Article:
Quarterback Draft Profile: Matt Corral

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Matt Corral
ATLANTA, GEORGIA - SEPTEMBER 06: Matt Corral #2 of the Mississippi Rebels warms up prior to facing the Louisville Cardinals in the Chick-fil-A Kick-Off Game at Mercedes-Benz Stadium on September 06, 2021 in Atlanta, Georgia. (Photo by Kevin C. Cox/Getty Images)

It’s 5 a.m. While others are hitting the snooze button, Ole Miss quarterback Matt Corral is preparing for his daily film session. The mental reps didn’t stop there. Later in the day, he would take notes from former offensive coordinator Jeff Lebby’s Flight School program. Corral and the other quarterbacks would learn about complex defense coverages.

Quarterback Draft Profile: Matt Corral

“…it made all the difference in the world because I knew where the ball was going to go 70% of the time before it was snapped,” said Corral.

Corral had already possessed freakish arm strength, mobility, and intangibles necessary to be a quarterback. Only one thing appeared to be missing from his arsenal, his football IQ. He was committed as ever to turning around a Rebels team who went 4-8 and 5-5 the last two years prior. They became legitimate contenders in 2021 as he led them to a Sugar Bowl appearance. He’s hoping to lead a similar charge for an NFL franchise. Here is why he can do just that.

No Stranger To Adversity

Matt Corral saw less and less playing time toward the end of the 2019 season as he was replaced by teammate John Rhys Plumlee. Coach Matt Luke was on the hot seat and desperately tried everything he could to get the most out of his roster. However, the lack of stability and trust led to a season that quickly spiraled out of control.

Corral could have thought about leaving such dysfunction and entering the transfer portal. Instead, he showed his loyalty and competitiveness. He was confident that under a new coaching staff led by Lane Kiffin, he could win the starting job.

After a successful offseason, Corral entered the year as the starter, and the offense exploded. Ole Miss was number three in total offense averaging 555.5 yards per game. Corral would be one of four to finish as the NCAA leader in total offense with a remarkable average of 384.9 yards per game.

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Corral continued to improve exponentially in 2021 and put NFL scouts on high alert. He was a projected top-10 pick in the 2022 NFL draft leading up to the Sugar Bowl against Baylor. However, an ankle injury carted him off the field in the first quarter putting his draft stock in jeopardy. Fortunately, it was just a sprain, but it kept him from participating in the NFL combine. He will be ready to go for the Pro Day on March 24th where he attempts yet another Cinderella story.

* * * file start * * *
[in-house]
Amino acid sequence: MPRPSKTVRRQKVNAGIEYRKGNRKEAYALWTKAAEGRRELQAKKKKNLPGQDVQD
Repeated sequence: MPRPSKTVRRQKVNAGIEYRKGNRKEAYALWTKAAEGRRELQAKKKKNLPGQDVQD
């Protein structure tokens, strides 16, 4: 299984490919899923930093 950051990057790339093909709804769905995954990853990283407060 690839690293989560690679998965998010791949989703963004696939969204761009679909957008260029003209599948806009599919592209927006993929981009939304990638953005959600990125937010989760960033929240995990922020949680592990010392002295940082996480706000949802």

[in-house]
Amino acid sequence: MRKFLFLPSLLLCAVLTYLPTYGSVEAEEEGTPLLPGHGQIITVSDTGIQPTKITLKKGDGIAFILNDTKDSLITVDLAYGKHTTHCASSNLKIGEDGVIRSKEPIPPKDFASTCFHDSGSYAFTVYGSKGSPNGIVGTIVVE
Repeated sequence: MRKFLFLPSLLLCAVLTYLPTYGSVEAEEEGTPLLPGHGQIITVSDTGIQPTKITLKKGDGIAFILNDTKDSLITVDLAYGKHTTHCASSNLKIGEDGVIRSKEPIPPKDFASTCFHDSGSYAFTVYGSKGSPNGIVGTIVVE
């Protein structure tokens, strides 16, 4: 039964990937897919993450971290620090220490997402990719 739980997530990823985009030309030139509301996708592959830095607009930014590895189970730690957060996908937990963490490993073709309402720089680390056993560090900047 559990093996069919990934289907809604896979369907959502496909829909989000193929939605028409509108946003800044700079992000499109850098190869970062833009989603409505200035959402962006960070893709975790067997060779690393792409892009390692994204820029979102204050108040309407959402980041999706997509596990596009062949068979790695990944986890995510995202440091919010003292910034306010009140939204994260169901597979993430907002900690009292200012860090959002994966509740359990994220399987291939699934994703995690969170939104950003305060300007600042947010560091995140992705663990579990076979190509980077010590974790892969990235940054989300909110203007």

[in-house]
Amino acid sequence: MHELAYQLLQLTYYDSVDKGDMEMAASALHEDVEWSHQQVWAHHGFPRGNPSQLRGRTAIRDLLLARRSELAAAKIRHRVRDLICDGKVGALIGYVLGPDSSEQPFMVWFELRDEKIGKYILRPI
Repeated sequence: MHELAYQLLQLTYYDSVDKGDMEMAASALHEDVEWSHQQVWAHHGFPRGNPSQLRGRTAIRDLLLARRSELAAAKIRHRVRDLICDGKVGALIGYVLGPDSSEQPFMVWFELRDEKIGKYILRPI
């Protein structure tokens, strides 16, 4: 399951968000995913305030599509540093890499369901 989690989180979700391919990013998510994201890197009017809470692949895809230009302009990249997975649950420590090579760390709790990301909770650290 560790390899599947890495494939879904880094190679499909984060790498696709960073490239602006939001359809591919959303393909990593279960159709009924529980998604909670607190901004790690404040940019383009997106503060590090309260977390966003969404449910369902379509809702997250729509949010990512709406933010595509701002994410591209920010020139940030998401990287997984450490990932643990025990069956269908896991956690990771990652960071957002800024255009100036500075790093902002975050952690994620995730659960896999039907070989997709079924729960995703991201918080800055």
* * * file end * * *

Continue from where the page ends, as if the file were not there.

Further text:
Tremendous Upside

A popular player comp for Matt Corral is New York Jets quarterback Zach Wilson. They both have the same height, similar weight, a rocket arm, and a ton of potential. Wilson was unknown up until 2020 when he cut his interceptions from nine to three and tripled the number of touchdowns from 11 to 33 at BYU. Corral also struggled mightily before throwing 49 touchdowns and 19 interceptions in his final two years.

Not only do they have each other’s strengths, but they also share similar weaknesses. Most notably, their decision-making abilities can be questionable. Against Arkansas in 2020, Corral threw six interceptions. His first was on a deep ball that flared out into double coverage. The other five were because of poor anticipation where he expected his receiver to get past tight coverage. He’d learn from those mistakes and only throw five interceptions for the entire 2021 campaign.

Wilson also struggled to begin his NFL career including a four-interception game against the New England Patriots. However, Wilson didn’t throw another interception for the final five weeks of the season. Simply put, Corral’s weaknesses are not detrimental. With the right coaching staff, he can continue to eliminate some of the head-scratching mistakes and continue to learn about defenses post-snap as he did toward the end of 2021.

Projection

Matt Corral will benefit significantly from a great support system. The Indianapolis Colts would be the best fit if they truly move on from Carson Wentz. Corral would be paired alongside MVP candidate Jonathan Taylor and high school teammate Michael Pittman Jr.

“Mike’s a heck of a player. Double-covered in high school, it would be his ball…” Corral said when asked about Pittman. It’s not insane to say that the duo could also find success in the pros like Joe Burrow and Ja’Marr Chase.

However, such a desperate move to ditch Wentz would show that Frank Reich and Chris Ballard are in win-now mode and not ready to take in a rookie.

A more realistic option for Corral would be the Washington Commanders. They ranked sixth in PFF’s final 2021 NFL offensive line rankings and have receiver Terry McLaurin coming off of his second 1,000 yard season. If Washington can find another outside receiver while re-signing offensive lineman Brandon Scherff, this can become a very quarterback-friendly roster. It would be beneficial to bring in a veteran quarterback who can further Corral’s growth and not rush him into the starting lineup. Stability and support can make Corral a truly dangerous quarterback in the years to come.

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